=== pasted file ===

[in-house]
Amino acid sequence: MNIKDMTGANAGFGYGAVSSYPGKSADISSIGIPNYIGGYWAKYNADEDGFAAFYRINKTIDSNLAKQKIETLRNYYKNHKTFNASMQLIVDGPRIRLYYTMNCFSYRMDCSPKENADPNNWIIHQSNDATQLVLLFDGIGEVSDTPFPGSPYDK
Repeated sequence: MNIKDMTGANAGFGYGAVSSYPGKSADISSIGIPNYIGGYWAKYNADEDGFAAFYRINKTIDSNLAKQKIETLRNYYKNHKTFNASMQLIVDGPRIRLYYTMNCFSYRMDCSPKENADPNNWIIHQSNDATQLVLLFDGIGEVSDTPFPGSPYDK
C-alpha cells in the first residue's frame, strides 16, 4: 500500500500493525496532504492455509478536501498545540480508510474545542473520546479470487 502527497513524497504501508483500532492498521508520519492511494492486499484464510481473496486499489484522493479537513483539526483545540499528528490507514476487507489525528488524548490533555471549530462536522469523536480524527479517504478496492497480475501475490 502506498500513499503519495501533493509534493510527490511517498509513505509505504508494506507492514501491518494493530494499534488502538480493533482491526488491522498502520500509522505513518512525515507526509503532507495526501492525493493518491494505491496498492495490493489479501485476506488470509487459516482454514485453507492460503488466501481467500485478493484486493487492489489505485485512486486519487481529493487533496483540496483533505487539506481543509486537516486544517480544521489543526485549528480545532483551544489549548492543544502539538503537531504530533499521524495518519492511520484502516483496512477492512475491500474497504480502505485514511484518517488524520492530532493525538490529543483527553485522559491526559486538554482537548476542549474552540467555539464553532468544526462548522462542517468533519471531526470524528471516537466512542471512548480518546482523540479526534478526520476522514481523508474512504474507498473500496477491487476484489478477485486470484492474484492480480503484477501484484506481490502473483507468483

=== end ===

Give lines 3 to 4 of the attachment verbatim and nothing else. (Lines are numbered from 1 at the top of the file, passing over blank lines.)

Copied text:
Repeated sequence: MNIKDMTGANAGFGYGAVSSYPGKSADISSIGIPNYIGGYWAKYNADEDGFAAFYRINKTIDSNLAKQKIETLRNYYKNHKTFNASMQLIVDGPRIRLYYTMNCFSYRMDCSPKENADPNNWIIHQSNDATQLVLLFDGIGEVSDTPFPGSPYDK
C-alpha cells in the first residue's frame, strides 16, 4: 500500500500493525496532504492455509478536501498545540480508510474545542473520546479470487 502527497513524497504501508483500532492498521508520519492511494492486499484464510481473496486499489484522493479537513483539526483545540499528528490507514476487507489525528488524548490533555471549530462536522469523536480524527479517504478496492497480475501475490 502506498500513499503519495501533493509534493510527490511517498509513505509505504508494506507492514501491518494493530494499534488502538480493533482491526488491522498502520500509522505513518512525515507526509503532507495526501492525493493518491494505491496498492495490493489479501485476506488470509487459516482454514485453507492460503488466501481467500485478493484486493487492489489505485485512486486519487481529493487533496483540496483533505487539506481543509486537516486544517480544521489543526485549528480545532483551544489549548492543544502539538503537531504530533499521524495518519492511520484502516483496512477492512475491500474497504480502505485514511484518517488524520492530532493525538490529543483527553485522559491526559486538554482537548476542549474552540467555539464553532468544526462548522462542517468533519471531526470524528471516537466512542471512548480518546482523540479526534478526520476522514481523508474512504474507498473500496477491487476484489478477485486470484492474484492480480503484477501484484506481490502473483507468483